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Benefits
Process Cooling Bookmark and Share

Benefits of Ice Thermal Storage for Process Cooling

Why Ice Thermal Storage for Process Cooling Projects

Because only ice can provide a system that yields:

Reduced Chiller Size

By designing a process cooling system with ice storage, the size of the chillers and cooling towers or air-cooled condensers required are significantly reduced. The chiller no longer needs to be sized for the peak load but now can be sized for the average load with the ice storage handling the peak cooling requirements. The savings that result from the use of smaller chillers and heat rejection equipment and less connected horsepower offset the cost of the ice thermal storage equipment.

Typical Process Load.JPG

Variable Capacity

The ice thermal storage system will deliver most system load variations. The flow and entering water temperature set the instantaneous capacity. The ice thermal storage system will maintain a constant supply temperature regardless of the variations in instantaneous cooling demand.

Variable Capacity.JPG

Temperature Pulldown

Many processes have high pulldown loads at the start of the cooling requirement. Ice storage is an excellent solution to handling these loads quickly and without increasing chiller size. At the beginning of the pulldown period when the instantaneous load is high, the ice thermal storage system will compensate for the increased load since it has the cooling stored and ready to use and will attempt to deliver the full cooling requirement. By controlling the water flow and temperatures entering and leaving the ice thermal storage unit, the rate of cooling can be controlled.

Easier on Chiller

Since ice thermal storage systems are sized to operate primarily at full capacity, compressor wear from capacity adjustments (compressors cycling on and off) is minimized, providing maintenance savings over the life of the compressor.

Constant Low Temperature Supply

The ice thermal storage system can provide a constant 34°F (1°C) supply water to a process. The cold water can reduce the cooling time for many processes and allow increased production.

ice melt performance.JPG

Less Connected kW

Since the compressor in an ice thermal storage system is often sized for the average load, not the peak load, it is smaller than the compressor for a traditional system. The smaller compressor horsepower means lower connected kW, which results in smaller transformers, switchgear, wire sizes and starter panels. If a facility uses a generator for daily or back-up power, the size of the generator will be significantly reduced when the peak electrical load of the facility is reduced using ice thermal storage.

Electrical Demand.JPG

Reduced Energy Cost

An ice thermal storage system reduces peak demand, shifts energy usage to non-peak hours and reduces energy costs.

Reduces Peak Demand and Shifts Energy Usage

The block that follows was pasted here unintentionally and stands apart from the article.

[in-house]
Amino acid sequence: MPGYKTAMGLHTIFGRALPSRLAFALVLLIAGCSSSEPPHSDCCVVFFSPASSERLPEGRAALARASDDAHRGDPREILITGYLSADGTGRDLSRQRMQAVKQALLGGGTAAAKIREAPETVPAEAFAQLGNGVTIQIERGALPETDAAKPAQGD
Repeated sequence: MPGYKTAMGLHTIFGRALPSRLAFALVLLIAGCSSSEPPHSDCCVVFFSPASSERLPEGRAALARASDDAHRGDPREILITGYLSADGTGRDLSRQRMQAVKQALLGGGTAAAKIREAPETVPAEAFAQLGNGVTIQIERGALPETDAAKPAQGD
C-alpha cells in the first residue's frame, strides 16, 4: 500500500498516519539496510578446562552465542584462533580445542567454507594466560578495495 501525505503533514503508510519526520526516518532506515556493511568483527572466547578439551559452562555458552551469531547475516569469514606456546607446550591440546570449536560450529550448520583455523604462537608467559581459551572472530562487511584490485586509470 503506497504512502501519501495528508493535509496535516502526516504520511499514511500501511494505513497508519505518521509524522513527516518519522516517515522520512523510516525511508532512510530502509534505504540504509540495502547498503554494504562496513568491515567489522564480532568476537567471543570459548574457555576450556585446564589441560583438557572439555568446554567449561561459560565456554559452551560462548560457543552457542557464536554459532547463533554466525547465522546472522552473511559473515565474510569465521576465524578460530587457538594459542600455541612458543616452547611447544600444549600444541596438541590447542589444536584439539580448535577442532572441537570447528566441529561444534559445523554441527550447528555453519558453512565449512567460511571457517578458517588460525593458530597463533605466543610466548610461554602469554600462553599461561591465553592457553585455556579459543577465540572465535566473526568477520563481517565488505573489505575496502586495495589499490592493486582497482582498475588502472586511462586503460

With less connected horsepower, ice storage can lower peak electrical demand for the process system by 50% or more. Since most electrical rates include demand times and/or higher day versus night kWh charges, savings on electrical bills can be substantial. Peak electrical demand rates of $15 to $18 per kW are not uncommon. In areas with “real time pricing”, where the electric rate varies hour-by-hour based on the market price of electricity, day-to-night kWh costs can vary by 500 to 1,000%. The use of electricity at night versus peak daytime hours can lead to large savings on energy bills.

Reduced Energy.JPG

No Real Energy Penalty

Although making ice requires more energy than producing chilled water, the efficiency penalty is not too large since the ice is made at night when condensing temperatures are lower. Because energy rates are lowest at night, the cost of building ice to produce cooling is less expensive than producing chilled water during the day. In addition, ice storage systems typically operate the chiller at full load which is very efficient. A process with a load that varies will have significant operating time with the chiller at reduced capacity and efficiency.

Ice thermal storage can reduce the process cooling time frame resulting in additional kWh savings. As the electric industry continues to deregulate, and time-of-use rates, real-time pricing schedules and negotiated power process become standard, ice storage can provide even greater future savings in operating costs.

Reduced Maintenance

The ice thermal storage coils have no moving parts so very little maintenance is required. The only ice thermal storage maintenance required includes the air blower (when required), system fluid and controls. Because the chillers and heat rejection equipment are smaller and there is less wear from compressor capacity adjustment, ice storage systems will have less maintenance than a traditional system. The ice thermal storage system also allows a chiller to undergo routine maintenance during the day when the ice storage can handle the system load.

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